The overhaul of assets being undertaken by the co-owner of Liverpool, George Gillett, appears to be part of an attempt to ensure that banks refinance loans made to buy the club rather than an indication that he is about to sell up imminently.
"We have made no decision to sell," Gillett said of his Liverpool shareholding yesterday. "We have appointed advisers in different countries to assess our assets but it has nothing to do with any decisions to sell any assets. Any links between what we are doing and the situation at Liverpool is incorrect."
Though the departure of Gillett's ally, Rick Parry, from the chief executive's office had been interpreted in some quarters as an indication that the American was planning to leave the club that he bought in a 50-50 arrangement with Tom Hicks in February 2007, Gillett's clarification of the decision to rationalise his assets is his firmest indication for some time that he is planning to remain at Anfield for the medium term.
That sense was backed up by Hicks last week when he said that he and Gillett had been "getting along" since last May and that he did not believe Gillett was planning on leaving the club.
Any desire to remain, ideally supported by new business owners who would help raise the capital needed for Liverpool's new stadium, is dependent on the Americans first persuading the Royal Bank of Scotland to reschedule £350m loans in July. "We are going to raise some capital from some other investors to strengthen the club," Hicks said last week.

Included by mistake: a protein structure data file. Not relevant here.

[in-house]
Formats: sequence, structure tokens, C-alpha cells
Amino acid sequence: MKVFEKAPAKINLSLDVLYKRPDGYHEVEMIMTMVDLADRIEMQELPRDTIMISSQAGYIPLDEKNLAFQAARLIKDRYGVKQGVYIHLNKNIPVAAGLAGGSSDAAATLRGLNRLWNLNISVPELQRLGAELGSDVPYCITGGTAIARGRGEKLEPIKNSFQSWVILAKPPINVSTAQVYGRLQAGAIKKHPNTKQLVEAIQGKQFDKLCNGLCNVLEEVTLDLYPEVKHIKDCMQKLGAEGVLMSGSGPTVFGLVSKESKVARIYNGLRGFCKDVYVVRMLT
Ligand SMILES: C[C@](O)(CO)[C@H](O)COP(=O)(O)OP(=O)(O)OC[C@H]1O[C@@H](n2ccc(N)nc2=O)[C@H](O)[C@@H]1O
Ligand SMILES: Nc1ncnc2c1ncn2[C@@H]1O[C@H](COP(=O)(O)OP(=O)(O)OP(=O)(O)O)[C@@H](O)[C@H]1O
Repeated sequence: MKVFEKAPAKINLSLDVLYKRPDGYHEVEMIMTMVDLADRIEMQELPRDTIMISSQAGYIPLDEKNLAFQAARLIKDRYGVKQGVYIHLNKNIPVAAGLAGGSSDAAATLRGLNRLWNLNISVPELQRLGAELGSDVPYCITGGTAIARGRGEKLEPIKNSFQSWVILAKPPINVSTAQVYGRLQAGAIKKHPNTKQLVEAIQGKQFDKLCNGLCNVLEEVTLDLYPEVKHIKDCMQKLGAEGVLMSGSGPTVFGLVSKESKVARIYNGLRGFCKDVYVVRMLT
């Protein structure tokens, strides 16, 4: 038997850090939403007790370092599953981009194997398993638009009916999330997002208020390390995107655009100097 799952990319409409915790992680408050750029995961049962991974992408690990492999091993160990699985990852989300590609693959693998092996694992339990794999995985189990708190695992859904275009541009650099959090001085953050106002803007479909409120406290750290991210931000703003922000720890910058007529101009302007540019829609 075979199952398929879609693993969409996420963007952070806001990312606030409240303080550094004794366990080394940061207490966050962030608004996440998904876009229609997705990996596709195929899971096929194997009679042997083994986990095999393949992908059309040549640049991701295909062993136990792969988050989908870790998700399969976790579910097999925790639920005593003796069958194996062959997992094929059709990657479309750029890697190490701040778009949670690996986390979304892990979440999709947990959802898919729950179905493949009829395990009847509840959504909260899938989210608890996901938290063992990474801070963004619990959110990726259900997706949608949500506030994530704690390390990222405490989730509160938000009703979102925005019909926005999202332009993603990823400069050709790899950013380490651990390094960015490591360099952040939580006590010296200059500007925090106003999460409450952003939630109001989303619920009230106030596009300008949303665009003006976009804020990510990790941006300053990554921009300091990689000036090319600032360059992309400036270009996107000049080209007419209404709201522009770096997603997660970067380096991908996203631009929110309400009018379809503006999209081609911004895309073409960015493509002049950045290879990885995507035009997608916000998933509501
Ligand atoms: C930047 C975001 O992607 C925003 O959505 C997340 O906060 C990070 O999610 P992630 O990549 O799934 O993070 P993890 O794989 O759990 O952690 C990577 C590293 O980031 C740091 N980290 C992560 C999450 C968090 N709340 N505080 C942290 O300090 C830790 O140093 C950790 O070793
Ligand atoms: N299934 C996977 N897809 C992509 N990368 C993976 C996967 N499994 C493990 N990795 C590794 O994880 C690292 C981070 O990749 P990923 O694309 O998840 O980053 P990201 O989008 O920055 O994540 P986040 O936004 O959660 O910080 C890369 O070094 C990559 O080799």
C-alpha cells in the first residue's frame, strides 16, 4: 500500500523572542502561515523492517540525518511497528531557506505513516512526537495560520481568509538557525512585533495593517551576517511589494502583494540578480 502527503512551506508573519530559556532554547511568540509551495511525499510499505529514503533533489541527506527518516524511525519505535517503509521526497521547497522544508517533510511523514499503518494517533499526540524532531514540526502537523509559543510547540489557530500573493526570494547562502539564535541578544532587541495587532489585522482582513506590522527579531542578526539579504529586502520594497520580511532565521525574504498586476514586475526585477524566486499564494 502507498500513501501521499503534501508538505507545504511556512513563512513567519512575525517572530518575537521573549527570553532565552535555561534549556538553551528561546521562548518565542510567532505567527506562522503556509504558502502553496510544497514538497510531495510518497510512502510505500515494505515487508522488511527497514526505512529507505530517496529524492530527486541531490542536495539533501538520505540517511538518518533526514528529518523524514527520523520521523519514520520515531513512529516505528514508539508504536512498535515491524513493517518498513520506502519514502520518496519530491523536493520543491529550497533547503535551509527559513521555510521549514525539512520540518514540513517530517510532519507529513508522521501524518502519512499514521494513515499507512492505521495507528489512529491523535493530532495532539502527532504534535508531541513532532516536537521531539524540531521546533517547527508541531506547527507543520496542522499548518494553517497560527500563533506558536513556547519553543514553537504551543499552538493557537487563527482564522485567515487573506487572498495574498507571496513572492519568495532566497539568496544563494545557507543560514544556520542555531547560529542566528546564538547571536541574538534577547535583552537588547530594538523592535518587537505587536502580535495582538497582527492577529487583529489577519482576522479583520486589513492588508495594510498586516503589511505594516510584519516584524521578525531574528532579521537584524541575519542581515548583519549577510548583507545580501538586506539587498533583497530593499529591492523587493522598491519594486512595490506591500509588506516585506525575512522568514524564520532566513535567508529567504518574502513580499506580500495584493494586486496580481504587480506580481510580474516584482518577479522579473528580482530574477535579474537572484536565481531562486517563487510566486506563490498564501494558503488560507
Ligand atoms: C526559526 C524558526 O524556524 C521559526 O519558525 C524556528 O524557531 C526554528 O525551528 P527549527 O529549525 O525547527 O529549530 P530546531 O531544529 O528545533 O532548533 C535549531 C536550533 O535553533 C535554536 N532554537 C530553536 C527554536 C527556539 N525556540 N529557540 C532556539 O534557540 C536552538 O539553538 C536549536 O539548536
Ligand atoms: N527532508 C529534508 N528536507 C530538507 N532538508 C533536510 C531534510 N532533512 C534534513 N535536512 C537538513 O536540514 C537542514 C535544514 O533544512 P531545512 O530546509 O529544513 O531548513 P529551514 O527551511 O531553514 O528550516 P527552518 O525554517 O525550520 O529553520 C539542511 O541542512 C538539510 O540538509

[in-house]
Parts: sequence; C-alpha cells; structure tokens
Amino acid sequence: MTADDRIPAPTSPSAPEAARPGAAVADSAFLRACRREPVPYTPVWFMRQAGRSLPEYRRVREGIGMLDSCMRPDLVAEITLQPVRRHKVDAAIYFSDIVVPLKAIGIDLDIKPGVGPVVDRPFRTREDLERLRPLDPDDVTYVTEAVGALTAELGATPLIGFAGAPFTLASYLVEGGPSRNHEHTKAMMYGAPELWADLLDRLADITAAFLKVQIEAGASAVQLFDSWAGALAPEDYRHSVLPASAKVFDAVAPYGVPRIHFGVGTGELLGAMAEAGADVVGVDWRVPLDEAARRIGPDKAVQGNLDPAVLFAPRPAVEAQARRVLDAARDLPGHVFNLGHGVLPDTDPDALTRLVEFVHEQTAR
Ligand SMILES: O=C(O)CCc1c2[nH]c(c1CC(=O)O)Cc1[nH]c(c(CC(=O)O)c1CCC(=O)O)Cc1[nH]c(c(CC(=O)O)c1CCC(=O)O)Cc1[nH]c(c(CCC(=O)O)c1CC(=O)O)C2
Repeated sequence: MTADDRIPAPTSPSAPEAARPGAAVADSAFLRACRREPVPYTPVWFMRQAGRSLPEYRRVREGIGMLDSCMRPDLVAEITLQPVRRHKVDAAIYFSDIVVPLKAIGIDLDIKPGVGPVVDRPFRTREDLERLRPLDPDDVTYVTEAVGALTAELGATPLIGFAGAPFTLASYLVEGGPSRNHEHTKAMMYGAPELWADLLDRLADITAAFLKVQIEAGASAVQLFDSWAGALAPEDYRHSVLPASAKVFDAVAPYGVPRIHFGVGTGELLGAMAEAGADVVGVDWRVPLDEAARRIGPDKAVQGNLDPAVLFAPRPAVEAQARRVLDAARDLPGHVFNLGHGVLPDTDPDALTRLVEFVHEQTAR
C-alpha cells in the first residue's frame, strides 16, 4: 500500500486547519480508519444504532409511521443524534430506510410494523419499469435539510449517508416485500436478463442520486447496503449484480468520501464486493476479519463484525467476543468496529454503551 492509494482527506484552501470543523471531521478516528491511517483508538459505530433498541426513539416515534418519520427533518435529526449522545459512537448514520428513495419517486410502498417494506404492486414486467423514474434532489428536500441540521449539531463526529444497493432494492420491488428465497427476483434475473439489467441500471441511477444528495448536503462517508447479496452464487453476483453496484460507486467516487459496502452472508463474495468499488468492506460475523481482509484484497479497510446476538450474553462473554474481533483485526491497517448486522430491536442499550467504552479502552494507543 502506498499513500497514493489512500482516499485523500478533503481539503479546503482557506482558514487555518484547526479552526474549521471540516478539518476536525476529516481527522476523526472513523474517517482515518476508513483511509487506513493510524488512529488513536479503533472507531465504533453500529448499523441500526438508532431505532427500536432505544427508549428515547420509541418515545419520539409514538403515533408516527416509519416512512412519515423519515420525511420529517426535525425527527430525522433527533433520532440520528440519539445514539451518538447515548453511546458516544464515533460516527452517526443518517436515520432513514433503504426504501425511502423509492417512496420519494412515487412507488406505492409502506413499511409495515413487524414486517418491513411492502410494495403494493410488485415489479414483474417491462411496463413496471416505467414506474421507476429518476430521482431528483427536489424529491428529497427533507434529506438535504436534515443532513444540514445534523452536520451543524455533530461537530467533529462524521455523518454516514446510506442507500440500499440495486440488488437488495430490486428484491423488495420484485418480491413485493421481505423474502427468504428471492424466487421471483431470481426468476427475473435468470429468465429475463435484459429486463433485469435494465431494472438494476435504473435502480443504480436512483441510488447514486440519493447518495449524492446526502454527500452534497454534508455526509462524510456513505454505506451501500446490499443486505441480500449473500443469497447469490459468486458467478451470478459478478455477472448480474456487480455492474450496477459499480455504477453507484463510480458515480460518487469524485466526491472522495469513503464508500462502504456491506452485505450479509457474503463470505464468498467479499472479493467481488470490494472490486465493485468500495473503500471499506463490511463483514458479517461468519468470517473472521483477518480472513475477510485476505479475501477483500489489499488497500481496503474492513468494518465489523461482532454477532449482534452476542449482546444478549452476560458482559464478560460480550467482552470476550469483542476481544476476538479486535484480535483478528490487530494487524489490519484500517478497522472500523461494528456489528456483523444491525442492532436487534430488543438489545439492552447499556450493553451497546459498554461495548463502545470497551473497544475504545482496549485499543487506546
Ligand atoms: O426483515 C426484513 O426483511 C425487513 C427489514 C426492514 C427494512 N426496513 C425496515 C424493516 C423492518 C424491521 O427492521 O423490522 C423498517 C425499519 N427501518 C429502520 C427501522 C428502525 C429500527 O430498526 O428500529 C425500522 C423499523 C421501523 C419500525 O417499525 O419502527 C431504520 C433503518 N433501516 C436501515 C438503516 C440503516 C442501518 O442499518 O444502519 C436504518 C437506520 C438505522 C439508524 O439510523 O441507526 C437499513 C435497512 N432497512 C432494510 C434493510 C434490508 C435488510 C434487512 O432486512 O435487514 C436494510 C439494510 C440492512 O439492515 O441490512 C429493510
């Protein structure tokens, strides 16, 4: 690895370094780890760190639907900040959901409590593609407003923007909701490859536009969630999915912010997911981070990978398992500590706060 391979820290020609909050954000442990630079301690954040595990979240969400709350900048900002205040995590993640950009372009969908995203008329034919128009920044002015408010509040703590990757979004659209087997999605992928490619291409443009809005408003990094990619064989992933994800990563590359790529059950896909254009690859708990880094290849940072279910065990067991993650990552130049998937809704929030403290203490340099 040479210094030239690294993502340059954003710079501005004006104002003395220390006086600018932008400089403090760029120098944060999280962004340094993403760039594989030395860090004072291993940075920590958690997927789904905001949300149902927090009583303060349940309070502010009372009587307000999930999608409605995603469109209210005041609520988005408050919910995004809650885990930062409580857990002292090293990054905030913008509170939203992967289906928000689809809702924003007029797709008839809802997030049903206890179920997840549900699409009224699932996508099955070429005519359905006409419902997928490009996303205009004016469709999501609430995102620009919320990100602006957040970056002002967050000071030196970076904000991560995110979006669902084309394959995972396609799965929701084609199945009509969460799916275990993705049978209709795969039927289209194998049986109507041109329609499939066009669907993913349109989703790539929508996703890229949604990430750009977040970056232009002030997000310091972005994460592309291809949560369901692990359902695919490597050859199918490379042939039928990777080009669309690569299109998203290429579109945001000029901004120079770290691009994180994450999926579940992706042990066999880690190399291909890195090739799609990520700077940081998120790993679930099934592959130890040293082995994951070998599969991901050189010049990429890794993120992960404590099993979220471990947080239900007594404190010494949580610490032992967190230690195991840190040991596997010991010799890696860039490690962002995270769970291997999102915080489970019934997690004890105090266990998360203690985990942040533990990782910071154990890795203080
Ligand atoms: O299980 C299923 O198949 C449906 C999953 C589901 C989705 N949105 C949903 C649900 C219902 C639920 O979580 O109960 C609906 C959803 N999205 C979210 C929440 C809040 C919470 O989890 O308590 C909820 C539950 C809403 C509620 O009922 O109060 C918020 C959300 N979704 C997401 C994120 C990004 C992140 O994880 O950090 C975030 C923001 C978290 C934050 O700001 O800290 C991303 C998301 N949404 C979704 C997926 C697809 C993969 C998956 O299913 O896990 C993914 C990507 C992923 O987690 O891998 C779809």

The casualty in any strategy by Gillett to hold on at Anfield may be his ownership of the Montreal Canadiens ice hockey team, which he may relinquish and whose on-field fortunes provide a stark contrast to Liverpool's recent resurgence to within a point of Manchester United at the top of Premier League.
The North-American based BMO Capital Markets has been hired to take stock of Gillett's assets, and is considering anything from a restructuring of his interests to a sell-off. Any decision by Gillett to sit tight at Anfield may reflect conclusions that he will not find investors willing or able to buy. There has been interest from investment groups in Dubai and later Kuwait but the asking price, in the region of £500m before the credit crunch hit, has simply been too high.
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